Canadians love Mazda. The company’s market share here is almost twice that of what it is in the U.S. and other major markets. In particular, Canada loves the Mazda3 and as a result that car accounts for almost half of all Mazdas sold in this country.
Canadian journalists also have high regard for Mazda. AJAC members recently voted the 2014 Mazda3 sedan Best In Class in the under $21,000 category and the new Mazda3 Sport, Best In Class in the small sedan over $21,000 category.
When the overall ballots are tabulated by KPMG and announced at the Toronto Auto Show in February the Mazda3 stands a good chance of being named overall 2014 Canadian Car of the Year.
Why all this praise? Because Mazda builds vehicles with character and with with some attitude, from styling to performance.
It takes the stance that affordable cars don’t have to be dull. It feels there are plenty of cars out there for people looking for reliable, everyday transportation, cars that blend in. Mazda develops vehicles for people who need reliability and affordability – but who also enjoy driving.
Automotive journalists are enthusiasts, for the most part. Those of us who drive hundreds of new vehicles every year look forward to and recognize vehicles that put a smile on your face. And believe it or not that doesn't limit the field to 500 horsepower and six-figure price tags. It's even more fun to find such cars with reasonable price tags. Mazda builds such vehicles.
There was some concern that when Mazda was cast astray by Ford it would falter. Before it sold off most of its shares in Mazda to raise capital and avoid the embarassment of bankruptcy suffered by its Detroit siblings, Ford had provided that monstrous bank of development funds that allowed Mazda to pursue new products with impunity.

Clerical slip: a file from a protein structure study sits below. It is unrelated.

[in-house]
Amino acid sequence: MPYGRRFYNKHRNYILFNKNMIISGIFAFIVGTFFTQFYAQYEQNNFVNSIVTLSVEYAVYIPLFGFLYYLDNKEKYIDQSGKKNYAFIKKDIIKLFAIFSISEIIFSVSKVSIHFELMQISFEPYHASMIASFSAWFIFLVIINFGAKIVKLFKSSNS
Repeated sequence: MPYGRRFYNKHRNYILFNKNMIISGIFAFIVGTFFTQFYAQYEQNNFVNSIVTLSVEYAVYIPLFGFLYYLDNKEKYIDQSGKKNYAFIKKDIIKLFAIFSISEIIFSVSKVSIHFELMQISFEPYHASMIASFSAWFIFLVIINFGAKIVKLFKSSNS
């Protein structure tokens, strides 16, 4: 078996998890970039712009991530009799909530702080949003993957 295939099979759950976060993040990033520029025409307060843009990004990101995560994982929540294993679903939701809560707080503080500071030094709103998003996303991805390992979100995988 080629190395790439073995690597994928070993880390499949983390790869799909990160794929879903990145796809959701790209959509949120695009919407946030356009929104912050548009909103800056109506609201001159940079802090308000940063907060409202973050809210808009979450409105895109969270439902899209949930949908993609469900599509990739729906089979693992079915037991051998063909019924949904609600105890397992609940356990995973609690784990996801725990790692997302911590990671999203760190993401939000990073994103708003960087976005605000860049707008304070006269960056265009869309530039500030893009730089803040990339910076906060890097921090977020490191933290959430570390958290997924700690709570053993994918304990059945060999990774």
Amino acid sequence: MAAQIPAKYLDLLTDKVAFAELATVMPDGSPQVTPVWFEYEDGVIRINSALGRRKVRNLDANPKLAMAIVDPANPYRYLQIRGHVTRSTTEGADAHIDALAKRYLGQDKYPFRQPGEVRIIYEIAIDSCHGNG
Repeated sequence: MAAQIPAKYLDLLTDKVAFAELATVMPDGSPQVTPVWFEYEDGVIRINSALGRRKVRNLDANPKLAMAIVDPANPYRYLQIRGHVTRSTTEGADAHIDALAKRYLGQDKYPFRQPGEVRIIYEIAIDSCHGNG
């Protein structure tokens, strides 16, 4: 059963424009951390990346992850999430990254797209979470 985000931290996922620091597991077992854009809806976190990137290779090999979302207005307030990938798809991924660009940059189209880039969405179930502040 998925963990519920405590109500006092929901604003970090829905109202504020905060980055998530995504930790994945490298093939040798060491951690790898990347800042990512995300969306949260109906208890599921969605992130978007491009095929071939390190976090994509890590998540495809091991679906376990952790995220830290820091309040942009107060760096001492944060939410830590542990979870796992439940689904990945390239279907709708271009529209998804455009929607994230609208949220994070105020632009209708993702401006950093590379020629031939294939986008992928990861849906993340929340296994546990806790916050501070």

With that rich daddy gone, would the little Hiroshima-based car company be able to retain its edge?
The Mazda3 proves that the answer is a resounding, "Yes."
Concentrating on basics and details, Mazda developed its SkyActiv approach to a whole range of technologies, to which it applied that label. It redefined how gasoline and diesel engines and both manual and automatic transmissions work.
SkyActiv also involves the architecture and even production systems. This complete rethink and a resulting new modular platform resulted first in the new CX-5 CUV, followed by a new Mazda6, which incidentally was voted AJAC’s Best New Family Car over $30,000 for 2014.
Next out of the box, and hugely significant to Mazda as it is sold in more than 120 countries, is the 2014 Mazda3 in sedan and Sport (hatchback) guise. The two body styles are important because our neighbours to the south have not yet cottoned on to the fact hatchbacks are better. They still prefer sedans and are a very large market.
The outgoing Mazda3 was based on a Ford platform. The 2014 version is new from road to roof, blessed with the full suite of the company’s new technologies and traditional emphasis on driver involvement.
The new “3” exudes Mazda’s KODO or “Soul Of Motion” design language. The gaping mouth of the outgoing model has been closed and now looks more like a smile. Everything from there back is new and the base of the windshield sits further back, helping to emphasize the rakish appearance.